show, Molly Meldrum was thrown out by the bouncers. At every concert, fans pelted the stage with jelly babies – a tradition that arose after George named them as his lolly of choice in a TV interview. Paul asked the crowds to stop, but the sugary grenades kept coming.
For some, Beatlemania went beyond delirium to delusion. When the Liverpool lads touched down at Sydney airport in torrential rain on June 11 (minus Ringo, who missed the first few concerts because of tonsillitis), they were paraded for the 1000-plus crowd on the back of a flat-bed truck. Bizarrely, that’s when one fan shouted, “Catch him, Paul”, and threw her disabled six-year-old son at the band, hoping the pop stars could offer a cure. (Thankfully, Paul did catch him and the child was returned to his mother when the truck stopped.) The foursome may indeed have been bigger than Jesus, as John Lennon so infamously quipped a couple of years later, but it seems even they couldn’t pull off a medical miracle.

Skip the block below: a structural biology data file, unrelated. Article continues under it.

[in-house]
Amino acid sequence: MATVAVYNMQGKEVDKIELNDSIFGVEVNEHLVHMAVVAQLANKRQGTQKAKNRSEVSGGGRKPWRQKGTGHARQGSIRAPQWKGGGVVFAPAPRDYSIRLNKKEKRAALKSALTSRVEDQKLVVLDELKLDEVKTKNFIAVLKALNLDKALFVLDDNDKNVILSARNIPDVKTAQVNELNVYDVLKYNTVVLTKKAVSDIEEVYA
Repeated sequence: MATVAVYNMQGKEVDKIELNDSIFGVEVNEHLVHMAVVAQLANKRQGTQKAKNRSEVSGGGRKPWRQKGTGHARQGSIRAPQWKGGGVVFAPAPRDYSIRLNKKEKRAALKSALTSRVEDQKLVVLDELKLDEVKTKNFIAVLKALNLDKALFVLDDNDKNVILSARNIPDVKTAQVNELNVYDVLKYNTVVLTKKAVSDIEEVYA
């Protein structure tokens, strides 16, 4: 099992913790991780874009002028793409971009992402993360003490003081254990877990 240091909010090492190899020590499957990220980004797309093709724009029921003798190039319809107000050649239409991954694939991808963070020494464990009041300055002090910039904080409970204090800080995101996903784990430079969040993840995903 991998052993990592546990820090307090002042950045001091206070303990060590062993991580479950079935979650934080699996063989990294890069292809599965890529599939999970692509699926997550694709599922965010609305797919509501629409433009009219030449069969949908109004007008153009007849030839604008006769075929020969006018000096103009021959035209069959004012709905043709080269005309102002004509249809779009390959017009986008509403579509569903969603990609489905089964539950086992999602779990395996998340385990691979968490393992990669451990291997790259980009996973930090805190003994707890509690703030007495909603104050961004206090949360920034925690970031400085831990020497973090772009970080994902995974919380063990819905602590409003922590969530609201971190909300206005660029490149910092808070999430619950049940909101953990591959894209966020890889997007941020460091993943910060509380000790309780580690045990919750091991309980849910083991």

With their image of boyish innocence, though, The Beatles managed to woo the oldies as much as the adolescents – perhaps because no one knew what they got up to at their after parties. Labelling the tour the “Event of the Yeah”, The Weekly described the quartet as “healthy, handsome young men”, although it also likened George to “a depressed basset hound” and captioned a picture of Ringo with the words, “ugly face plus sudden smile equals instant likeability”.